What puts the book apart is the way Huxley creates anxieties among the audience through description of what entails happiness through production and consumption of mass products. According to Huxley, this universal happiness will only emerge when the society sacrifices it’s most valued tenets of its existence in families, parenthood and love (Huxley, 2007b). But is this what Huxley intends to instill in the readers’ minds? Certainly not, as the author looks at a deeper meaning of what he anticipates from the transforming society. According the author, mass production will dominate the range of things to be consumed. Among these mass-produced and consumed goods are sports, promiscuous sex and pleasure drugs (Huxley, 2007b).
Of all these mass produced goods, drugs (soma) seems to be the most significant anticipated dominantly produced and consumed good. While it will make users high, the producers’ increased skills will make it hangover-free. But, this kind of observation made by Huxley is a clear indication of his interest in the life of the future people, and concern as far as drug consumption increase is concerned. It is an open secret that Huxley is trying to warn the current generation of the future tragedies of drug and consumption. It is evident that if Huxley wanted to emphasize the imagined value of soma, he would have given it a totally different description that would portray it as a positive drug with which its usage would bring positive outcome to the consumers (Sherborne, 2000). He could have reinforced the importance of using these drugs rather than their ultimate impact on the society. Griffin (1990) observe that the misinterpretations of the book suggest that many observers see it as literary work that would perpetuate drug consumption among students, rather than fill their minds with rightful information. But according to the author, soma consumption does not in anyway add something special to the user’s mind (Huxley, 2007a). The drugs never turn the users into the idealized picture of themselves and what they would desire to be in the future.
This book is more suited to the youth, especially those in high schools and colleges, as they are the most affected in the current society. Of all the issues the author highlighted, portrayal of drug as a substance that has negative impact on the users is a good message for the youth who hold the future of the society at hand. Students of senior classes have the mental ability to derive positive interpretation from the book rather than focusing on its scariness. It is appropriate for APLAC because this group of students has the ability to learn the literary skills exposed by the author, and adopt positive behavioral change for a well known future. The book prepares the readers to develop proper psychological skills to cope with the challenging future.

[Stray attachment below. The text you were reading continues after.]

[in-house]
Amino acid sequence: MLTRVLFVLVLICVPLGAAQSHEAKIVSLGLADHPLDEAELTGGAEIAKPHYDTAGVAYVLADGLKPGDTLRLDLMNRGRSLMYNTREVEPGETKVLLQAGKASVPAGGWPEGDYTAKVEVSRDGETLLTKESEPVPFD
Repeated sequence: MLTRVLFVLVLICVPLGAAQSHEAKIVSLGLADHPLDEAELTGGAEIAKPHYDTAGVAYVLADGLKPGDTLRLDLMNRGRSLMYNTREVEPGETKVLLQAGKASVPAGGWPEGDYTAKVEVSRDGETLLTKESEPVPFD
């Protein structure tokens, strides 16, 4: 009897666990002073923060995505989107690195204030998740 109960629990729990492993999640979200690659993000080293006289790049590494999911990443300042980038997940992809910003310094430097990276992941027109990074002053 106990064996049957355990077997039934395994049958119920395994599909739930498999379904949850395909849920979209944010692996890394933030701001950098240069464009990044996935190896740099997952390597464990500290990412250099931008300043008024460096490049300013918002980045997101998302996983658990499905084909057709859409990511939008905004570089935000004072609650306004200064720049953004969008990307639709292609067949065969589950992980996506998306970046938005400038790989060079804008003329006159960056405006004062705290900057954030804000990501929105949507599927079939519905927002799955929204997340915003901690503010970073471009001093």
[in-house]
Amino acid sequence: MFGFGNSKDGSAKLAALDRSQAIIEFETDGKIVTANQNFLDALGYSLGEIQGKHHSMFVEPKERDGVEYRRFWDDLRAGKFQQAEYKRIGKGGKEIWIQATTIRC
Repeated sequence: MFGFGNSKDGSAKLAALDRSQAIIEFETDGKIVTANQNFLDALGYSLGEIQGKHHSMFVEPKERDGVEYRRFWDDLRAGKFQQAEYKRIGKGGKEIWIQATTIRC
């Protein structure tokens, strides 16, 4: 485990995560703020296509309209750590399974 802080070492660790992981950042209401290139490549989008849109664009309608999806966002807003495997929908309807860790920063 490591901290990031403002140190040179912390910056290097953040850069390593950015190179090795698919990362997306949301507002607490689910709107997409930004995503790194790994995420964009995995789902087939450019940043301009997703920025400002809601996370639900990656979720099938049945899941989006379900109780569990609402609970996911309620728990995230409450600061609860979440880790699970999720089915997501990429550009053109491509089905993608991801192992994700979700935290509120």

It is apparent that Huxley has a totally different agenda from the one people picture after reading his book. The clearest revelation is that Huxley is trying to give warning to the people against scientific utopianism, which tends to dominate human’s imagination. This effort is successful as the book makes it possible to see individuals as the primary cause of their own utopianism. For example, his description of soma and its impact does not conform to any of the societal ideals presented as a common knowledge. In fact, one open intention of the author was to further heighten fear among the already worried population about the increased use of illegal drugs. The unpopular mood drugs are envisioned to become a menace among the people’s lives and destroy the very fabrics that define and stabilize the society. It is possibly heightened by the increased use of internet that acts as a channel of drug distribution, leaving numerous and vulnerable groups of young people at larger risks. In essence, a teacher can highlight specific themes that are deemed positive to and place them in a lesson plan for the students in order to derive positive knowledge acquisition.